Take care with the follow up – and ease up on Sinn Fein

In the Irish Times Frank Millar noted the abiding area of controversy about policing, that the shock of the murders may have temporarily buried – the earlier deployment of special forces

“Labour and the Conservatives combined at Westminster yesterday to affirm their support for “the operational independence” of the Chief Constable of the PSNI, and to assert this would be in no way diminished by the devolution of policing and justice powers to the Stormont Assembly….He will, if he sees fit, enjoy the same rights as any other Chief Constable in the UK to request further technical backup if so needed.”

Should the security guards have opened fire? How great was MI5’s failure and what does it say about the prospects for catching the killers? All of us are back in our old roles as armchair generals as well as ideological analysts. There seems to be a consensus that mass swoops are not the answer. While Woodward will be commended for upholding the limited military back-up role, I’m sure of one thing : that in their response so far, Sinn Fein have stepped up to the plate. Taunting them any further with their supposed inadequacies won’t help. I have my own reservations about Jonathan Powell, but Tony Blair’s former chief of staff who formed something of a friendship with Gerry Adams and Martin McGuinness. is surely right, writing in the Guardian.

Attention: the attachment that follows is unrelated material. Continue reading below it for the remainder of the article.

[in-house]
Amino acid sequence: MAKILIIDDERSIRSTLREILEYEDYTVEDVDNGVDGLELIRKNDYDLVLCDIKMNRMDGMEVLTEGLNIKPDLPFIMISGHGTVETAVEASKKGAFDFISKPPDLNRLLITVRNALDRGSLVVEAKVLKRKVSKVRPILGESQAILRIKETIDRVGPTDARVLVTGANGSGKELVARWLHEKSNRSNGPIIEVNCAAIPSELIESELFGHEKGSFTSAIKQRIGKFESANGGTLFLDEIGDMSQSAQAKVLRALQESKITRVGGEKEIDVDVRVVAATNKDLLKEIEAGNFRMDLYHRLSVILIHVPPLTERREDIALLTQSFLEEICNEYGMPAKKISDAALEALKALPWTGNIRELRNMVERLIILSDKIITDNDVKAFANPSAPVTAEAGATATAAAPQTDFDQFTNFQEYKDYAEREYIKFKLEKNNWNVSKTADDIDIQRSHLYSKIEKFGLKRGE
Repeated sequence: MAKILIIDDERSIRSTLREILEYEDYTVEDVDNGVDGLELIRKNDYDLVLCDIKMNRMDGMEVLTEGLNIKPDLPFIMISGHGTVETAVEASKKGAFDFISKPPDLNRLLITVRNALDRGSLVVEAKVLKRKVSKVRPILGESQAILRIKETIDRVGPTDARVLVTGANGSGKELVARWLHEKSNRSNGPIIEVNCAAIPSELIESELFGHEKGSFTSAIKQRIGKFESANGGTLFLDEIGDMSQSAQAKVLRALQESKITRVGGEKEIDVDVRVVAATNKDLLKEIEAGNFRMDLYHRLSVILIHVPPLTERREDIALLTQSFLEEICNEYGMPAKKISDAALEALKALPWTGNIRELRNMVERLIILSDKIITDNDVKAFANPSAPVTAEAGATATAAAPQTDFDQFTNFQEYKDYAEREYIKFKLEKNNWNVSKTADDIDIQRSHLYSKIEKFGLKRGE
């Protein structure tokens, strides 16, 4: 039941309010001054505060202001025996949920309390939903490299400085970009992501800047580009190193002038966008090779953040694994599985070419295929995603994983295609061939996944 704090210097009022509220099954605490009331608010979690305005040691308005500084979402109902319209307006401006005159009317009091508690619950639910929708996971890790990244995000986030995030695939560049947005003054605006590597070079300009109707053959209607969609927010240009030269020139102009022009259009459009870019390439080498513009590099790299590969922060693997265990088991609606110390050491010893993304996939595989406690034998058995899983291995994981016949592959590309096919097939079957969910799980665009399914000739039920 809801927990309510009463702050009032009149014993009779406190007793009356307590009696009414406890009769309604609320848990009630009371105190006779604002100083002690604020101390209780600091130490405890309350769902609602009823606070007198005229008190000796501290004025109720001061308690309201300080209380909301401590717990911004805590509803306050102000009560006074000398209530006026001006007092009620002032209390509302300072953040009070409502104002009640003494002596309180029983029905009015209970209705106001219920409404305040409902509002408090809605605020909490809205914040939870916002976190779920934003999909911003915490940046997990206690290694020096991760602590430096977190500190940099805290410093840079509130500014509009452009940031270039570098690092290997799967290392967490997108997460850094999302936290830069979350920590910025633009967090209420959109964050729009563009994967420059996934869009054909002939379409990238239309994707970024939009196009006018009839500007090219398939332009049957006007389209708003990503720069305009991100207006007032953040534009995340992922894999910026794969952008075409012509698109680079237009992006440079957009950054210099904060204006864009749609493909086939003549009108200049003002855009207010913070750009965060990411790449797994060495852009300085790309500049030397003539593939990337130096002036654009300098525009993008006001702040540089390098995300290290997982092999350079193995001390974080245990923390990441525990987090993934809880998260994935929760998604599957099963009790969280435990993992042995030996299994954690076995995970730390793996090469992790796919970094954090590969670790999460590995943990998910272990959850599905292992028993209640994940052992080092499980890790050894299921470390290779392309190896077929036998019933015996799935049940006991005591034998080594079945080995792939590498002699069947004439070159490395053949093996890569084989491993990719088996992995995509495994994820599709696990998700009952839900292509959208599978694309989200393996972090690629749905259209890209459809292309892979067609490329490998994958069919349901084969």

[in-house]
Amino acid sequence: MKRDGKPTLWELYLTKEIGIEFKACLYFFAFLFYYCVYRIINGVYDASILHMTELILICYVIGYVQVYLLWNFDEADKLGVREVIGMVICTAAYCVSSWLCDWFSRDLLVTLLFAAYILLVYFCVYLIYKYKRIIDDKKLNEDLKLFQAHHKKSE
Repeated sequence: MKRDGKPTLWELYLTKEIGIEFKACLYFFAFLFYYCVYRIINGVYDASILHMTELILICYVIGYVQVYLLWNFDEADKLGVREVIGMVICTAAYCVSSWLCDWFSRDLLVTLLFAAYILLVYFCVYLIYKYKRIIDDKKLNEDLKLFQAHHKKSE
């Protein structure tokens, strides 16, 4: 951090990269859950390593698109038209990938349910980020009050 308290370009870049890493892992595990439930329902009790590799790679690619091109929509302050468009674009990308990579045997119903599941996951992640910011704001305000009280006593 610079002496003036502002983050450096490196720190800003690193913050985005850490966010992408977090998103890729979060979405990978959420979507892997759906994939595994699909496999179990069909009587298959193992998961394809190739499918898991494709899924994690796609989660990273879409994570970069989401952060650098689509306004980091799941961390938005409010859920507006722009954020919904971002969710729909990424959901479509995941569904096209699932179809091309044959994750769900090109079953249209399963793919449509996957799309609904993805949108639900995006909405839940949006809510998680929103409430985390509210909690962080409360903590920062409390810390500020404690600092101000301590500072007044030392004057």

“The only thing that could change the emptiness of these acts is the way in which we react. What turned the Easter Rising in 1916 into a mass movement for independence in Ireland was the reaction of the British government. The bloody way in which it was suppressed, the mass imprisonment of innocent people and the imposition of conscription helped propel the Irish nation into opposition and spelled the end for constitutional nationalism. It is always the repression of terrorists that leads to sympathy and support for them. And terrorists know that provocation will work.

The leaders of Sinn Féin will have a difficult task. They have to keep the Republican movement unified. They must condemn the murders as they have done, and they must call for justice, but we should not make their task more difficult by jumping up and down on their historic sensibilities. This is a time for people to pull together, rather than trying to reintroduce old divisions.”

Former BBC journalist and manager in Belfast, Manchester and London, Editor Spolight; Political Editor BBC NI; Current Affairs Commissioning editor BBC Radio 4; Editor Political and Parliamentary Programmes, BBC Westminster; former London Editor Belfast Telegraph. Hon Senior Research Fellow, The Constitution Unit, Univ Coll. London